During the conference, Nash will outline findings from a new IHS report on methanol use in fuel applications, which will focus on the growth prospects, technological challenges and the geopolitical and regulatory environment for fuels as an end-use for methanol. The conference will also feature an energy session on the conventional and unconventional energy future, which will be led by Michael Stoppard, managing director of global gas at IHS Energy. Stoppard will discuss the impact that the North American shale gas boom will have on gas prices and regional competitiveness.
Other experts will address methanol production and demand in China, which is the epicenter of global growth for the chemical industry. Currently, China is by far the largest methanol producing country in the world, representing 51 percent of world methanol capacity, and 30 percent of world methanol production in 2013, according to the latest supply-demand analysis from IHS Chemical.
China to Lead the Way in Methanol Consumption
According to IHS, China’s methanol consumption will more than double from 30 MMT in 2013 to 67.5 MMT in 2023. The country will address its accelerating demand growth mostly by the rapidly emerging methanol-to-olefins (MTO) technology. Yet, it is expected that domestic production will not be able to satisfy its growing local demand and, therefore, it will rely heavily on imports. To satisfy the country’s rapidly increasing appetite, China’s imports are projected to six-fold from more than 4 MMT in 2013 to almost 25 MMT by 2023.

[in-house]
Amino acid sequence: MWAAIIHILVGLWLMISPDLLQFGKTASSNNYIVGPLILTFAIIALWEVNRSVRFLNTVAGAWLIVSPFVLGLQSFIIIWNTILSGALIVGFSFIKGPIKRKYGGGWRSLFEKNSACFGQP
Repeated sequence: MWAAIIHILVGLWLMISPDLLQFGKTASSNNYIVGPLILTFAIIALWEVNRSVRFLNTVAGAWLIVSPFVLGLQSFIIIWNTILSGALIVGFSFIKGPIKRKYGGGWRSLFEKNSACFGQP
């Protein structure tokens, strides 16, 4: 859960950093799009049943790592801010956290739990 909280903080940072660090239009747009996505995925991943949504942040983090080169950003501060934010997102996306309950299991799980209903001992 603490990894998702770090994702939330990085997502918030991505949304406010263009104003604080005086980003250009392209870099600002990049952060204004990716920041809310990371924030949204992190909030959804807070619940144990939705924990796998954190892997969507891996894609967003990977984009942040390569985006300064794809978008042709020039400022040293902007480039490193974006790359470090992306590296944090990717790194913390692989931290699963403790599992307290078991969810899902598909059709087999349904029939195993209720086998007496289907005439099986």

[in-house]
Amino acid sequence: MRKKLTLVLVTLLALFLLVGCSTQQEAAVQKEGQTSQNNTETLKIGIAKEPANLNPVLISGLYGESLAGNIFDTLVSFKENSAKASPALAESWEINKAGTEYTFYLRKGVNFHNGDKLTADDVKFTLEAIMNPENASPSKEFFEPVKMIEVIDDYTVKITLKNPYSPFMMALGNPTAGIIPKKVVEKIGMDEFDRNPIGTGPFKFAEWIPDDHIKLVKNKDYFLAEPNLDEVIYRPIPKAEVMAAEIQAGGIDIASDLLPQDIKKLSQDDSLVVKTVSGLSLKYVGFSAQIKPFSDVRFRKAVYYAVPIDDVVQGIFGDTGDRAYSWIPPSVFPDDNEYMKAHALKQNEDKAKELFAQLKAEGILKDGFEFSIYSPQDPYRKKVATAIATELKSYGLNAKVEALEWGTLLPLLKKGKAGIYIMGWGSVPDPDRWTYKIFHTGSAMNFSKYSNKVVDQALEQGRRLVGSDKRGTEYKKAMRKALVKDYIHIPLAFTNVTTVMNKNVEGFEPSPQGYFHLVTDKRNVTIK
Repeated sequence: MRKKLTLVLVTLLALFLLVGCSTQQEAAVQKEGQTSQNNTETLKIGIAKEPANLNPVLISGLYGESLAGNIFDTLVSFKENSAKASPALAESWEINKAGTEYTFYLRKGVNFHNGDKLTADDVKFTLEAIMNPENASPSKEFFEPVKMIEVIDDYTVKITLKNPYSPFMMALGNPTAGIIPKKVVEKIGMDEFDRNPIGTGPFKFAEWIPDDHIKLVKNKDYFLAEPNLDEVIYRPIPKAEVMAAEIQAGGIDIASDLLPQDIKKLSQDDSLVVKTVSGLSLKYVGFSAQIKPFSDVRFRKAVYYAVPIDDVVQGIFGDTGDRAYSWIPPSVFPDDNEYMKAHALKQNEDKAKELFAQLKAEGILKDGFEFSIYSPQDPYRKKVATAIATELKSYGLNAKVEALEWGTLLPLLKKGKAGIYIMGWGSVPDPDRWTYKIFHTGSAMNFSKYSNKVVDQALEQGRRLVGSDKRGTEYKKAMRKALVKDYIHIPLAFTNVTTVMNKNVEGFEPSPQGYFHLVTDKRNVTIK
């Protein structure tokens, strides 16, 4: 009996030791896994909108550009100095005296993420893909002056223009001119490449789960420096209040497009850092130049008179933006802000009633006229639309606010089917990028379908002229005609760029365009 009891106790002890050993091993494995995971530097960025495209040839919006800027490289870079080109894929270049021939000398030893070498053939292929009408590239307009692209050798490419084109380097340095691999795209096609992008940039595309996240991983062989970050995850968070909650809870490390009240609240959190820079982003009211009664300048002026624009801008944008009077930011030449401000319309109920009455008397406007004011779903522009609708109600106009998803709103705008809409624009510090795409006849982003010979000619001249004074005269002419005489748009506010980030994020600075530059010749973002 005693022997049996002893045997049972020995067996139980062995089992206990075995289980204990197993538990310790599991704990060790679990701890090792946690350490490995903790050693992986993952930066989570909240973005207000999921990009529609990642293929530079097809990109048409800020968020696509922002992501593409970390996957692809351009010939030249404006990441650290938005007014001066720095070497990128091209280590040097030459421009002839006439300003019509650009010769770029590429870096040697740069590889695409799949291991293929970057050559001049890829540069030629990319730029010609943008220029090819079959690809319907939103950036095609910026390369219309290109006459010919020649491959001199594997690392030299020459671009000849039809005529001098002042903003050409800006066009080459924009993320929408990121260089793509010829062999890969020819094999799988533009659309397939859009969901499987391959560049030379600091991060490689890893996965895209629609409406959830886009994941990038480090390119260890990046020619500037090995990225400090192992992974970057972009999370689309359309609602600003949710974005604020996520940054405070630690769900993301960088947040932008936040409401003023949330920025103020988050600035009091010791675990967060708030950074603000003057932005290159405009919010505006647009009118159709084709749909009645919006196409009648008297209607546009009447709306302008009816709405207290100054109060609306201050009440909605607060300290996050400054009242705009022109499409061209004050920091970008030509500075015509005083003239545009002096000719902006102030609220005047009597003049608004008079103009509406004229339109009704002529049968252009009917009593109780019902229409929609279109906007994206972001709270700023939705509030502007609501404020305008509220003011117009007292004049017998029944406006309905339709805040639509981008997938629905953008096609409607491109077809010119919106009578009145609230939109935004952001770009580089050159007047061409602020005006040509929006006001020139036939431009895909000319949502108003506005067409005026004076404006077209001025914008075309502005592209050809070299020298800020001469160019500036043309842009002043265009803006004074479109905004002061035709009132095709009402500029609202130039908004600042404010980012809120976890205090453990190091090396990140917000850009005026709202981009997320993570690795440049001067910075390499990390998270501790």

“The growth of MTO plants that are not tied to coal production is booming on China’s East Coast, and we expect that this will have a major impact on the global methanol market, since the overall economics are advantaged,” said Nash. “For Chinese producers, the economics of creating olefins from methanol that has been derived from cheap coal and gas are better than creating olefins using the traditional, oil-based naphtha route, especially since the country’s coal industry is located in a remote, Western area. There they not only have a cost advantage, but they can also minimize the environmental impact that is a concern in the region.”
According to IHS experts, North America will become a net exporter of methanol in 2017. This will have a significant impact on global trade flows, which are likely to be followed by new pricing dynamics. Northeast Asia, Europe and North America were the world’s largest importing regions of methanol in 2013, representing more than 70 percent of total world import figures. Europe is expected to increase its import levels whereas Northeast Asia imports are forecast to triple during the period 2013 to 2023.
Early-bird registration for the conference is U.S. $1,350 per registrant, if paid by 8 September 2014. After that date, registration is U.S. $1,650. In conjunction with the IHS 32nd Annual IHS World Methanol Conference, IHS Chemical is offering a full day Methanol Learning Workshop on 21st October. Registration for the Methanol Learning Workshop is U.S. $1,495. Group rates are available.